Climatic Change

, Volume 77, Issue 1–2, pp 73–95

Public Views on Climate Change: European and USA Perspectives


DOI: 10.1007/s10584-006-9072-z

Cite this article as:
Lorenzoni, I. & Pidgeon, N.F. Climatic Change (2006) 77: 73. doi:10.1007/s10584-006-9072-z


If uncontrolled, human influences on the climate system may generate changes that will endanger various aspects of life on Earth. The precise implications of the scientific claims about climate change, and the extent to which they pose dangers to various populations, are becoming intensely debated at many levels in relation to policy. How `danger' is interpreted will ultimately affect which actions are taken. In this paper, we examine how climate change is conceptualised by publics in Europe and in the USA. Although there is widespread concern about climate change, it is of secondary importance in comparison to other issues in people's daily lives. Most individuals relate to climate change through personal experience, knowledge, the balance of benefits and costs, and trust in other societal actors. We analyse these factors through findings from various surveys and studies, which highlight both the distinctiveness and some shared perspectives at a generalised level. We reflect upon these in relation to trust and responsibility for climate change action, and risk communication, supporting the call for discourses about climate change to also be situated in people's locality, as a means of increasing its saliency.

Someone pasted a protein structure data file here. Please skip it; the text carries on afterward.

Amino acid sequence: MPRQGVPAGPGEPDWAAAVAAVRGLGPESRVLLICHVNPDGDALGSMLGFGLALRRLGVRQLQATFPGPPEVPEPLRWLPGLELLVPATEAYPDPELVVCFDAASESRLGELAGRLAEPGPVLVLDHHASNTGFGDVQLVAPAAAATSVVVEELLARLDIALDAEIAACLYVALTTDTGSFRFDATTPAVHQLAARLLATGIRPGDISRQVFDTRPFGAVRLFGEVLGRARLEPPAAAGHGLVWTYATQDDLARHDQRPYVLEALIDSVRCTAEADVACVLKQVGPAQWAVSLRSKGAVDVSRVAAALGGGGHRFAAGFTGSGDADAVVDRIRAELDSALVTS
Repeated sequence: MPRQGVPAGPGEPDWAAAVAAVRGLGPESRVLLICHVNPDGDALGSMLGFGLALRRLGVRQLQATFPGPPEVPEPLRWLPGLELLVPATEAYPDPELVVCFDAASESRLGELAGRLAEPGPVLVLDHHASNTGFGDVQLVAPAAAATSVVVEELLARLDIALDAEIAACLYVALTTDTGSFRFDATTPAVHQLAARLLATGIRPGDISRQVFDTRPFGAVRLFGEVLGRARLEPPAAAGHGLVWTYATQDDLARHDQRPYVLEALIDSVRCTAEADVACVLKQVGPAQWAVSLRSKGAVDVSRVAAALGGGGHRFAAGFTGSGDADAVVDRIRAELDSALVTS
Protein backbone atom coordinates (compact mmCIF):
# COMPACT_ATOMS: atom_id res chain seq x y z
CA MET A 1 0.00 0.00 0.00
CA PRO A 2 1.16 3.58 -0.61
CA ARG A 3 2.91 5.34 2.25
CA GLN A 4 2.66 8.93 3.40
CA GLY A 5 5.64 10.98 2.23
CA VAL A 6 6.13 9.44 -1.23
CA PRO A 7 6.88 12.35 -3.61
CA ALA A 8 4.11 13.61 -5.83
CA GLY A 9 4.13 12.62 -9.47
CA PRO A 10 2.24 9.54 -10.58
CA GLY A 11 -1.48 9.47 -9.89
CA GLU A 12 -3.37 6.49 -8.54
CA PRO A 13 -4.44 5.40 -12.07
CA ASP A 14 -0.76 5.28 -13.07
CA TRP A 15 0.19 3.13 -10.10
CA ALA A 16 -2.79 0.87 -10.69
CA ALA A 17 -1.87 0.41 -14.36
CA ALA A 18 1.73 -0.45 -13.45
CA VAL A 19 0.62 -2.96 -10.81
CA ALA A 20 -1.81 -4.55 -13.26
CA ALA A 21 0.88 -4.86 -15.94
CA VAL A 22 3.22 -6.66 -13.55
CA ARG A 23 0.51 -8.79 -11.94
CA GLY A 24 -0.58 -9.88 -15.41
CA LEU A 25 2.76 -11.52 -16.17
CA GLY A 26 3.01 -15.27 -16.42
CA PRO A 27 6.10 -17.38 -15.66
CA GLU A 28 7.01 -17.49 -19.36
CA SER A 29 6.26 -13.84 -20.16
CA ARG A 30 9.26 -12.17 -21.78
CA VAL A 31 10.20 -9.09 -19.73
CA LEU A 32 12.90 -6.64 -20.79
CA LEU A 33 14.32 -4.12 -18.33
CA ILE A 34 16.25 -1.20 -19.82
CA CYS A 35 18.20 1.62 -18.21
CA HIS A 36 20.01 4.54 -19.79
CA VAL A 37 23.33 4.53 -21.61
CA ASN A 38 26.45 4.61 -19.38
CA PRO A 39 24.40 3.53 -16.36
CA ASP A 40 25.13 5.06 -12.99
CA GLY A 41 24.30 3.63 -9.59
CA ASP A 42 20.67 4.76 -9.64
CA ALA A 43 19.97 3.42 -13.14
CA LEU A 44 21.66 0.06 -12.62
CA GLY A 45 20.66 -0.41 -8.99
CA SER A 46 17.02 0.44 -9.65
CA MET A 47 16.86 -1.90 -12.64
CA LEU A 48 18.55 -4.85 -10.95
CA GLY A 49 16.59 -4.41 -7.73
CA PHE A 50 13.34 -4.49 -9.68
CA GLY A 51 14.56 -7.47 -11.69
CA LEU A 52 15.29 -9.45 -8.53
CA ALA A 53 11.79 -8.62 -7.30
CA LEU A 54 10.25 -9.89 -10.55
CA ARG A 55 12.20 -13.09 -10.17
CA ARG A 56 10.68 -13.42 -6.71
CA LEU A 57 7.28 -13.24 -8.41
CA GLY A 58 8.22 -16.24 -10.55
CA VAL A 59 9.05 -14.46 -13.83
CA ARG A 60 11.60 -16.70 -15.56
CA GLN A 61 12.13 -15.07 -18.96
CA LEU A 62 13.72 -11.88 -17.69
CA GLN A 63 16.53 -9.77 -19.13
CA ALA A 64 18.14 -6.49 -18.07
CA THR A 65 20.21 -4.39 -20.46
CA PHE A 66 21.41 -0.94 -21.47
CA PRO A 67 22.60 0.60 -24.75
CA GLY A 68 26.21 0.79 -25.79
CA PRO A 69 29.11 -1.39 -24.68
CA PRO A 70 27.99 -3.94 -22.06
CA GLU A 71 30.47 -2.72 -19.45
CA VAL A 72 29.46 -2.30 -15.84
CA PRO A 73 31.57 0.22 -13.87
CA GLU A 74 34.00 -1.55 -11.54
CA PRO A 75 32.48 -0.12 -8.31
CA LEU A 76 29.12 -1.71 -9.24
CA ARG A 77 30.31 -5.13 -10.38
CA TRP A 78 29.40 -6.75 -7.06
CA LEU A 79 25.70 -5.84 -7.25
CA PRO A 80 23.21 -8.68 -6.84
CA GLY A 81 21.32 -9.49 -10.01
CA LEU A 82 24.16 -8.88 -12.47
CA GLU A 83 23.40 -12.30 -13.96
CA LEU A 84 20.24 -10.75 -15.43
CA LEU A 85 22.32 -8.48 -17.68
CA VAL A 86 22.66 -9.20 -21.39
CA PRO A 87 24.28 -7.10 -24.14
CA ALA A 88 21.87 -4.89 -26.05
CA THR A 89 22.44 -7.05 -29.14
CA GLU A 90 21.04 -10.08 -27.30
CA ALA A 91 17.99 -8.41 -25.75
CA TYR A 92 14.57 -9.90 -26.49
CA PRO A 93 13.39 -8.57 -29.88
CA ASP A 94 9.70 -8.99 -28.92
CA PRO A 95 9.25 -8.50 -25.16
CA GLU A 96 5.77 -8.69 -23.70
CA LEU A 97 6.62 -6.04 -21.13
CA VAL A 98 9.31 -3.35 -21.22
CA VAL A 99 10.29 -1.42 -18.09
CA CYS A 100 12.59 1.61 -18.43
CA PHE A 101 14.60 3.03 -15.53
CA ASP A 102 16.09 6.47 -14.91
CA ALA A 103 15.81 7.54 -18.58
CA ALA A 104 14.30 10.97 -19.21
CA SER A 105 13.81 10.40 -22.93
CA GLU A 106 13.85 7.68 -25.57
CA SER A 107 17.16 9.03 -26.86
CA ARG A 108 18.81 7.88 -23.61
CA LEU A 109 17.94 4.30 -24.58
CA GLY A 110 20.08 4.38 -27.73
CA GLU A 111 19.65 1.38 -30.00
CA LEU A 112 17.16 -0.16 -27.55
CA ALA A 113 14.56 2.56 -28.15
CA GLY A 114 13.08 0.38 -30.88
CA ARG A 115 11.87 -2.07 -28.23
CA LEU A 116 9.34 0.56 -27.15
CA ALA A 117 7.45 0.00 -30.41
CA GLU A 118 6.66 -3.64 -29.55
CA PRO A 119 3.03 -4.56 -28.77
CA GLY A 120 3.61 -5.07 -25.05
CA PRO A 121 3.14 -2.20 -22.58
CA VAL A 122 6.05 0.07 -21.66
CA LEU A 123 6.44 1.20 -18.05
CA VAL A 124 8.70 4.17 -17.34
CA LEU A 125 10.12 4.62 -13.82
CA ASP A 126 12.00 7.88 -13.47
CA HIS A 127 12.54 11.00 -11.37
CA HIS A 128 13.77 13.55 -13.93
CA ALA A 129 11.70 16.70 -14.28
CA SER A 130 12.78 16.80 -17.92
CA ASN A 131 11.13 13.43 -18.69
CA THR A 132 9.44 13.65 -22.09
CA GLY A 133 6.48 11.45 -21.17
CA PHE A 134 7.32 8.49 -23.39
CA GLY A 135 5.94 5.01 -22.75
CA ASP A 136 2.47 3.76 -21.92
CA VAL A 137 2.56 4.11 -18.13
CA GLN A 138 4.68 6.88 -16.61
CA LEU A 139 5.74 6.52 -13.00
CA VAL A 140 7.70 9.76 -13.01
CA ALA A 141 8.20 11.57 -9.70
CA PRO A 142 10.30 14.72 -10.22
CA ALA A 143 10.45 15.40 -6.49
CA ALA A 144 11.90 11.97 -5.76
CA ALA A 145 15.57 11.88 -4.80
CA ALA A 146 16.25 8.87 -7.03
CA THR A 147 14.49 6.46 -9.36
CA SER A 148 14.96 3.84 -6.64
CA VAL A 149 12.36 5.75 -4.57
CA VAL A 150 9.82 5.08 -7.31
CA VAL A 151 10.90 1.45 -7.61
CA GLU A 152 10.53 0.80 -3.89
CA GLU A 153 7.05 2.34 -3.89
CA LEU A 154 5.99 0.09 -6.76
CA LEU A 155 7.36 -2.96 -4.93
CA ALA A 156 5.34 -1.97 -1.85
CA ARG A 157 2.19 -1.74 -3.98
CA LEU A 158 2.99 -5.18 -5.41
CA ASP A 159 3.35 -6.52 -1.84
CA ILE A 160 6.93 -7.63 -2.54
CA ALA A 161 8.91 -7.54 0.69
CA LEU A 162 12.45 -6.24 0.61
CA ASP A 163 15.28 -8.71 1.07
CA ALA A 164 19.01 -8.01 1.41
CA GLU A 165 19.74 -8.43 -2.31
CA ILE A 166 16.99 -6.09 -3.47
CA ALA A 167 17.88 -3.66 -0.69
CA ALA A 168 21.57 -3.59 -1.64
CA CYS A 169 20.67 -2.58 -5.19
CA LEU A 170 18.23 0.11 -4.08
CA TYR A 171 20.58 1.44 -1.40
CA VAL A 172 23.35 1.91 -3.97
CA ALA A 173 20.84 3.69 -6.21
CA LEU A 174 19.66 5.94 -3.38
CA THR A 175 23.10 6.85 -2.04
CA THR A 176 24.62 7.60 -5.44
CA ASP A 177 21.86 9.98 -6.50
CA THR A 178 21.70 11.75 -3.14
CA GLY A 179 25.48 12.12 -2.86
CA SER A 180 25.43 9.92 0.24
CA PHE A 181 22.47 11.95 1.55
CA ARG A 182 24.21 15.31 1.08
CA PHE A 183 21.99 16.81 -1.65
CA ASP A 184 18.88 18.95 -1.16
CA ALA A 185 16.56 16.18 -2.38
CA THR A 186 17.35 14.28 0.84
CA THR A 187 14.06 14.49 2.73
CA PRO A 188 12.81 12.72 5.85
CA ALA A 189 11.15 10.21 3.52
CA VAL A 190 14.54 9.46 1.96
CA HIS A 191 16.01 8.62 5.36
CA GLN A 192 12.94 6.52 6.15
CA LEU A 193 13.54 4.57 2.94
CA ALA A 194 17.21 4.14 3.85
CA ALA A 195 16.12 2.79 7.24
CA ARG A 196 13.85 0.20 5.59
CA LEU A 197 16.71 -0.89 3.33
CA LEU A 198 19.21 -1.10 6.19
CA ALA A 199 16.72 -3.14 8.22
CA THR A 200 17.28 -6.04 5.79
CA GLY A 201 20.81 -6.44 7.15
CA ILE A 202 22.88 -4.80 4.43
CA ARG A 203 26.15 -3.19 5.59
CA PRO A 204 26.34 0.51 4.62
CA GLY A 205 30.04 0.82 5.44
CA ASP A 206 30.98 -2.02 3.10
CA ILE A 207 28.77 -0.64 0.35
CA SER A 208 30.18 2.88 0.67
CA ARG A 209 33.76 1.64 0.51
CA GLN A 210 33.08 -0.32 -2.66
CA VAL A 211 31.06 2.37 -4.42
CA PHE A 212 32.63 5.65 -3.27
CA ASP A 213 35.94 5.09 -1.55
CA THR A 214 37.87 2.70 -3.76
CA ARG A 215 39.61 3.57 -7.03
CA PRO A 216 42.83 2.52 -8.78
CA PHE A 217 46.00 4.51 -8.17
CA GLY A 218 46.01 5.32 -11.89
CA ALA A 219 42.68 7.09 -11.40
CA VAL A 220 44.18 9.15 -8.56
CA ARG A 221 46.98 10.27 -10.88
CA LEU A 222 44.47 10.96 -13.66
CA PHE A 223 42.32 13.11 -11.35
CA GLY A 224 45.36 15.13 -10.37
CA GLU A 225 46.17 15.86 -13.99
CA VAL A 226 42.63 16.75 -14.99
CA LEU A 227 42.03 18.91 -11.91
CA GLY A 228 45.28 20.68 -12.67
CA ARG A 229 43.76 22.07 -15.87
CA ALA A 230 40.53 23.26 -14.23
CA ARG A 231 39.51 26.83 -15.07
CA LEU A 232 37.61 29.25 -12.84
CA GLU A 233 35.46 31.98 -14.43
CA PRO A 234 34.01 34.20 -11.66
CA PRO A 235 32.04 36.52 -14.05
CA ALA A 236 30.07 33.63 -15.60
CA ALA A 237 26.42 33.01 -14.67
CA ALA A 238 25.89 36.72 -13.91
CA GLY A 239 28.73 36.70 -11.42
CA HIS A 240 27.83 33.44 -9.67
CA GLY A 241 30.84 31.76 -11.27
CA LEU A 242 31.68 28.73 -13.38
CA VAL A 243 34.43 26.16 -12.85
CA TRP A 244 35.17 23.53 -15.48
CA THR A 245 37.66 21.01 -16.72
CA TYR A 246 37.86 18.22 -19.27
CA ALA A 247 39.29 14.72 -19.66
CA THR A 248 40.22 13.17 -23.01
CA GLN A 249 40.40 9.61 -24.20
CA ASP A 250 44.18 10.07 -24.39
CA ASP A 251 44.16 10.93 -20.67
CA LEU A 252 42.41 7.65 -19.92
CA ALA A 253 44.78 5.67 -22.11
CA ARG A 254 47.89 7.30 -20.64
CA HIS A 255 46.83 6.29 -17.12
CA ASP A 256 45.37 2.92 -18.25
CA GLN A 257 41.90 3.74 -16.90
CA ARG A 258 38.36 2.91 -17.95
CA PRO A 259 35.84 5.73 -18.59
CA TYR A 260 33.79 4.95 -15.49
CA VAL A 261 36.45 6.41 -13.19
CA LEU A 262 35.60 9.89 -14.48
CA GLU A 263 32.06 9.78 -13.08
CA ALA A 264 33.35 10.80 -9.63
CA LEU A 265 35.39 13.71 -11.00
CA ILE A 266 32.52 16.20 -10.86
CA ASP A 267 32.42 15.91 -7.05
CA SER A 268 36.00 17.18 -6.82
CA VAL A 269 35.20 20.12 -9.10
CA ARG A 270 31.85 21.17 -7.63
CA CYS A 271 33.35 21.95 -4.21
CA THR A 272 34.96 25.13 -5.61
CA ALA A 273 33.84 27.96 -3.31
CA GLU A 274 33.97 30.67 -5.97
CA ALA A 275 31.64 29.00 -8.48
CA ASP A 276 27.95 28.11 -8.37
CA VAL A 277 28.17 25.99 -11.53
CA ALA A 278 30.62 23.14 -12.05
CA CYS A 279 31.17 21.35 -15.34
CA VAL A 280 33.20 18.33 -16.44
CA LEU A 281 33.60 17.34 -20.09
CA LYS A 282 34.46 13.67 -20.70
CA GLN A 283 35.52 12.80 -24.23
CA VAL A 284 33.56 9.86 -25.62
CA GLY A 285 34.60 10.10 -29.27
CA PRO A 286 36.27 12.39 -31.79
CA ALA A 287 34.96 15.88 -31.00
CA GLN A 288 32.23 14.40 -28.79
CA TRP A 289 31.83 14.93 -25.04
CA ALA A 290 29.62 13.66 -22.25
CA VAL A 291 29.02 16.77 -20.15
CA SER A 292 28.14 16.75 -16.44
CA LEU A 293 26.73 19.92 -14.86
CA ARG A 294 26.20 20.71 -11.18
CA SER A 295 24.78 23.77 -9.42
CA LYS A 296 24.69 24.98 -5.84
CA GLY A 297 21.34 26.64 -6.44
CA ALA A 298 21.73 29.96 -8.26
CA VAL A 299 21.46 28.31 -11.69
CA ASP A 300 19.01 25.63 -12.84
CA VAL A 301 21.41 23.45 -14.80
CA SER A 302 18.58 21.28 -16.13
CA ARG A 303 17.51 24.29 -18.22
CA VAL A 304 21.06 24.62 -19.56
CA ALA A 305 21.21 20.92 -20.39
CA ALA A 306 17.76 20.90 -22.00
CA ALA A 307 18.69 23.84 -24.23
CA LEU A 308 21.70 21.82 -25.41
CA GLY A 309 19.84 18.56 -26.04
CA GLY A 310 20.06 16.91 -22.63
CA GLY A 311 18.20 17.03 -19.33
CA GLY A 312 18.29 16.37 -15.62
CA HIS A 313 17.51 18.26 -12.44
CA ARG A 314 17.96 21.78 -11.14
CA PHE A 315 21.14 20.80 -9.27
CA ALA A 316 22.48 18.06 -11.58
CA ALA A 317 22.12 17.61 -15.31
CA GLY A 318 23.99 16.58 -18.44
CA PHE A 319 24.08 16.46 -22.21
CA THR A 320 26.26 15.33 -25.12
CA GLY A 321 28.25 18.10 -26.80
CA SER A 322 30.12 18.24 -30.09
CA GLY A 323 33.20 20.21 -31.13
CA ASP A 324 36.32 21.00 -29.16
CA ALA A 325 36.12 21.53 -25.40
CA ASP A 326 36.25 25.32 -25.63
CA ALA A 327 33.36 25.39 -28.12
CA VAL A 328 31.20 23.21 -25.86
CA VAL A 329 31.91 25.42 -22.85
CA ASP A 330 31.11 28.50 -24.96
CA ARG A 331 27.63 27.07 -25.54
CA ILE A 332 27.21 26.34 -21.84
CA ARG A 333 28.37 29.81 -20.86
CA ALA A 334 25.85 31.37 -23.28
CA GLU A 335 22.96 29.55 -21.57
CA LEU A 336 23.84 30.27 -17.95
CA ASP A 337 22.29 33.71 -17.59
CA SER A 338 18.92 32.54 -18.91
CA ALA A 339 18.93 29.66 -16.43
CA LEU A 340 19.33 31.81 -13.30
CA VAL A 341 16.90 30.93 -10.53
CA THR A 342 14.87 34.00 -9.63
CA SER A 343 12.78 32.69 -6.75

Copyright information

© Springer Science+Business Media, Inc. 2006

Authors and Affiliations

  1. 1.Centre for Environmental Risk and Tyndall Centre for Climate Change Research, Zuckerman Institute for Connective Environmental Research, School of Environmental SciencesUniversity of East AngliaNorwichUK
  2. 2.School of PsychologyCardiff UniversityCardiffUK

Personalised recommendations